The strength of southern Africa's diversity in culture and artistic style shines throughout the collection; from Robert Slingsby’s use of ancient geometry to celebrate African heritage, Blessing Ngobeni’s brave sociopolitical commentary to Olivié Keck’s pop culture-inspired whimsy. "This collection is a triumph for these artists and represents some of the finest new, upcoming and established talent,” says Marelize van Zyl, Curator for the Out of Africa NFT collection.

For collectors, NFTs make it possible to cut out significant middleman costs that can make investing in art otherwise unpalatable. “For artists, NFTs give them access to a truly global audience and a royalty-driven revenue model made possible by blockchain,” says Charl Bezuidenhout of WorldART.  

The project will culminate in an auction in March for NFT representations of the original artworks. The auction will be facilitated by the OpenSea NFT marketplace, the world’s largest and most trusted NFT resale platform.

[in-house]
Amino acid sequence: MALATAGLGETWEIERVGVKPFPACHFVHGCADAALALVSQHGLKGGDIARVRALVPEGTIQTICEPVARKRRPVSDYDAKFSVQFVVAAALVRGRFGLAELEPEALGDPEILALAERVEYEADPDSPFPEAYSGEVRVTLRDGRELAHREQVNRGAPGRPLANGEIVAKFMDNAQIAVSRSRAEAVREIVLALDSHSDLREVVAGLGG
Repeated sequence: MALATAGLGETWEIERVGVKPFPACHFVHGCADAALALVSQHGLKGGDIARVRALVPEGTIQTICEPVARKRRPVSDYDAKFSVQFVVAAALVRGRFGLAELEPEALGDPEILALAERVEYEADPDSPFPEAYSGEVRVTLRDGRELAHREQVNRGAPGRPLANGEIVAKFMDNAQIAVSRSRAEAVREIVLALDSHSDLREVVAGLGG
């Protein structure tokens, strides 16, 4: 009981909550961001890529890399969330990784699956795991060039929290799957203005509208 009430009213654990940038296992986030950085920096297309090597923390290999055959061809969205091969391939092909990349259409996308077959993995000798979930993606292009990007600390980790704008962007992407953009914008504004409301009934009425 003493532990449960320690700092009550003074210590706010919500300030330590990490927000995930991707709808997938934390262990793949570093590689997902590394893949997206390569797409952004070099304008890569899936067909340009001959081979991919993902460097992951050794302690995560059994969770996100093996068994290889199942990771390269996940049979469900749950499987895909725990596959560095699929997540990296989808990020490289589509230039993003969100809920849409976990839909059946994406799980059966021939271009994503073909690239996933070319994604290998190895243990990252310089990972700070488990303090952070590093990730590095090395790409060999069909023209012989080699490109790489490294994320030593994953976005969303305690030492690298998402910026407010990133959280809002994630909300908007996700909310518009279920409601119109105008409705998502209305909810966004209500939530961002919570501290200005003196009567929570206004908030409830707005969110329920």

The Invictus NFT Lab is an example of Invictus Capital's imperative to disrupt traditional investment and financial services. "We believe that an NFT Lab, like this one, will go a long way to bringing NFTs into mainstream investment portfolios, and appeal to traditional art collectors; modern NFT collectors and anyone in between”, says Schwartzkopff.

Prospective investors interested in the project can subscribe to the newsletter to get updates on participating artists and artworks, as well as concrete dates for each project phase. The technical details can be found in the Litepaper, and the project’s progress can be tracked via Twitter or Instagram.

All participating artists

              • Abongile Sidzumo
              • Adele Van Heerden
              • Alistair Campbell
              • Anthony Lane
              • Asha Zero
              • Blessing Ngobeni
              • Brendan Body
              • Claude Chandler
              • Daniel Levi
              • Dave Robertson
              • Diana Hyslop
              • Eric Sher
              • Francoise Viglietti